June 15, 2021 • Third Third Journal
A couple of weeks ago I wrote an article for the Third Third Journal called “Surprised by Older Adults.” I talked about how pundits continue to express surprise when older adults do things that show their exceptional abilities, even as they age. I mentioned as examples Phil Mickelson, Joe Biden, Tom Brady, and Anthony Hopkins. I predicted that a new narrative might be emerging, one that will highlight the surprising ability of folks who had been written off because of their age.
Well, I just spotted a new example today. Newsbreak featured a post with the following headline: “Meet the 66-Year-Old Dancer in ‘In the Heights.’” Now that got my attention! I’ll even confess to being surprised. I saw In the Heights recently and the dancing is phenomenal, both highly artistic and highly athletic. I’m impressed that anyone at 66 years of age could do that. I couldn’t at 26.
Newsbreak pointed to a longer story at nextavenue.org, a website that focuses on issues of relevance to folks in the third third of life. Next Avenue told the story of Lillian Colón, who auditioned for and made it into In the Heights. It turns out that this wasn’t the first time Colón broke through a barrier. Many years ago, she was the first Latina member of the famed New York City Rockettes. Not surprisingly, Colón at first experienced some ageism from the other dancers in In the Heights. But, in time, she won them over.
Lillian Colón’s accomplishment is impressive, to say the least. I’m eager to see In the Heights again, not only because the music and choreography were amazing, but also to see if I can spot Colón.
Dick Van Dyke
Her accomplishment reminds me of another story I read a couple of years ago. This one was about Dick Van Dyke in Mary Poppins Returns. Van Dyke, who was one of the dancing stars in the original Mary Poppins movie had a small but crucial part in Returns. In this part, he seemed to climb up on a desk and do some impressive dance moves for the song “Trip a Little Light Fantastic.”
Now, I must confess that when I first saw Mary Poppins Returns, I assumed that Van Dyke’s dancing performance involved some sort of movie magic, CGI or something like that. Perhaps they had superimposed his face on a much younger dancer. But, later, I discovered that Van Dyke did his dance unaided by tricks or helpers . . . at 91 years old! I also discovered a bit of my own ageism in my assumption that there was no way someone as old a Van Dyke could have danced as he did.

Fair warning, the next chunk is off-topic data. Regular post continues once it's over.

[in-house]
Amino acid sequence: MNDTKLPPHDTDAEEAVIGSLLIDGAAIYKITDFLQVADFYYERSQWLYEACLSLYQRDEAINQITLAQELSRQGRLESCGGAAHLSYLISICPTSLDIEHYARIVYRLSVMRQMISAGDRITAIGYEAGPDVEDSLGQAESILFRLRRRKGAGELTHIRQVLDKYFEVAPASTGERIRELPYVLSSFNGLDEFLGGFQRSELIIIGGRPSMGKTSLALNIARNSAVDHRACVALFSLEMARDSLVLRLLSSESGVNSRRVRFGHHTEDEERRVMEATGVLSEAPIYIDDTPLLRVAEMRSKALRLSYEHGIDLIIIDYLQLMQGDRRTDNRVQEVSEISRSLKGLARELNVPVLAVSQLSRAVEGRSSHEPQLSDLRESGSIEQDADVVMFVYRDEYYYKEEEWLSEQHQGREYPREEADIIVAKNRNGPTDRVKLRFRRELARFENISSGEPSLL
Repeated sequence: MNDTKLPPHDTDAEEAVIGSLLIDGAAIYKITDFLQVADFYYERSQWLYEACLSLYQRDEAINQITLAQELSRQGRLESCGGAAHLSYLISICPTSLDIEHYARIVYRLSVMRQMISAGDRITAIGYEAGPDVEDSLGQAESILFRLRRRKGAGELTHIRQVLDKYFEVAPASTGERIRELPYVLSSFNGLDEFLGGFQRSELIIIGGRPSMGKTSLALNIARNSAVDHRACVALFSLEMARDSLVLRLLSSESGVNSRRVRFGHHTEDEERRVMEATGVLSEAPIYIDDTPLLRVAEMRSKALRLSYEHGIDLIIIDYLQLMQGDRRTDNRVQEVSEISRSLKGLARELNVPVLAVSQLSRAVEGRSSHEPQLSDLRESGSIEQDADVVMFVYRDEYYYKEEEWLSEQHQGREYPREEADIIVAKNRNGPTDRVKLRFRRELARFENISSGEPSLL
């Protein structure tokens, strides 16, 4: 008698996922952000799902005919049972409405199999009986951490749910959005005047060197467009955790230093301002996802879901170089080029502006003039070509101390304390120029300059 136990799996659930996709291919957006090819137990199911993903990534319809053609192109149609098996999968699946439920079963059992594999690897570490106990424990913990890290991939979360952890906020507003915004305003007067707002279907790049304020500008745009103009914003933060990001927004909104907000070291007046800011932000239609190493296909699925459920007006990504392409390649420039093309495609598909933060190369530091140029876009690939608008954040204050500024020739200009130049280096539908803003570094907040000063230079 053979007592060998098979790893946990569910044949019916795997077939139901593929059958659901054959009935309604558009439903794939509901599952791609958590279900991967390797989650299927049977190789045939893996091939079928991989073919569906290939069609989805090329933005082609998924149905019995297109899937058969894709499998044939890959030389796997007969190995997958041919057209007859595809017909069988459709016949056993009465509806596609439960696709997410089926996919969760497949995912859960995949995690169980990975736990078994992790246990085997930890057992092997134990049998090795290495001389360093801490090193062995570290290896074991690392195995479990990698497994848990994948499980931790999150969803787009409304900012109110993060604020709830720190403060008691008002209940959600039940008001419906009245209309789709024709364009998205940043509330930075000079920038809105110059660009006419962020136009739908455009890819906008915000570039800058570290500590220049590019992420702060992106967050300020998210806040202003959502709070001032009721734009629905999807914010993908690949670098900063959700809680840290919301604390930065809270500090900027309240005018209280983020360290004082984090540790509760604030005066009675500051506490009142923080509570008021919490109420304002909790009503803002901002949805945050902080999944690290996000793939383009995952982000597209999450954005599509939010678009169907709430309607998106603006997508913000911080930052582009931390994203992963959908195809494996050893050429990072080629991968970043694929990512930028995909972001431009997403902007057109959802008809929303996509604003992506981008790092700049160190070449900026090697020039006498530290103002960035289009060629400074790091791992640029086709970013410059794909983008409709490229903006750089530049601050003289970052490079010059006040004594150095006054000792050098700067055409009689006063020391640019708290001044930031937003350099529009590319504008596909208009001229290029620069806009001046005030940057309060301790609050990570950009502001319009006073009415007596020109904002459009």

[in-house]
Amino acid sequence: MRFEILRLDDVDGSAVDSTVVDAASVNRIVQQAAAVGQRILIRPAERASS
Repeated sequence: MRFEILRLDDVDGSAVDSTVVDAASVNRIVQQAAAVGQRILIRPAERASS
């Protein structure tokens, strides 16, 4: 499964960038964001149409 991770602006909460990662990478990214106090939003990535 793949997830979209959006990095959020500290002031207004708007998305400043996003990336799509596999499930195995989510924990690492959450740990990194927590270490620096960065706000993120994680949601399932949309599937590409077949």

By the way, Walt Disney Studios put up on YouTube a short clip of Van Dyke dancing. You’ll notice that he didn’t jump up onto the desk. But still . . . .
One last comment about dancing. Most of us won’t be dancing in the movies. For that matter, most of us won’t be dancing in the way of Lillian Colón or Dick Van Dyke. But, according to brain research, that should not discourage us from dancing.
John Medina, in his fascinating book, Brain Rules for Aging Well, summarizes scientific research that shows that one of the best things you can do as you age is to dance. It keeps you fit physically and mentally. Now, Medina isn’t talking about the kind of dancing that happens in movies. Rather, he’s referring to dancing that involves partners and socializing, the sort of dancing you do at a wedding, for example.
One of the main reasons dancing is so good for us is that it requires lots of engagement with other people, not to mention physical and mental exercise. Medina writes, “You can cover the dance floor with peer-reviewed papers showing the benefits of this regular, ritualized movement that forces social interaction. The scientific benefits are almost too good to be true” (p. 33). Medina summarizes his advice for third thirders in this way: “Dance. Dance. Dance. Benefits include exercise, social interactivity, and an increase in cognitive abilities” (p. 37). And, if you’re really, really good, you just might make it into a hit movie! But even if you don’t, you’re still doing really, really good things for your brain and body.
Dr. Mark D. Roberts is a Senior Strategist for Fuller’s Max De Pree Center for Leadership, where he focuses on the spiritual development and thriving of leaders. He is the principal writer of the daily devotional, Life for Leaders, and the founder of the De Pree Center’s Flourishing in the Third Third of Life Initiative. Previously, Mark was the Executive Director of the De Pree Center, the lead pastor of a church in Southern California, and the Senior Director of Laity Lodge in Texas. He has written eight books, dozens of articles, and over 2,500 devotions that help people discover the difference God makes in their daily life and leadership. With a Ph.D. in New Testament from Harvard, Mark teaches at Fuller Seminary, most recently in his D.Min. cohort on “Faith, Work, Economics, and Vocation.” Mark is married to Linda, a marriage and family counselor, spiritual director, and executive coach. Their two grown children are educators on the high school and college level.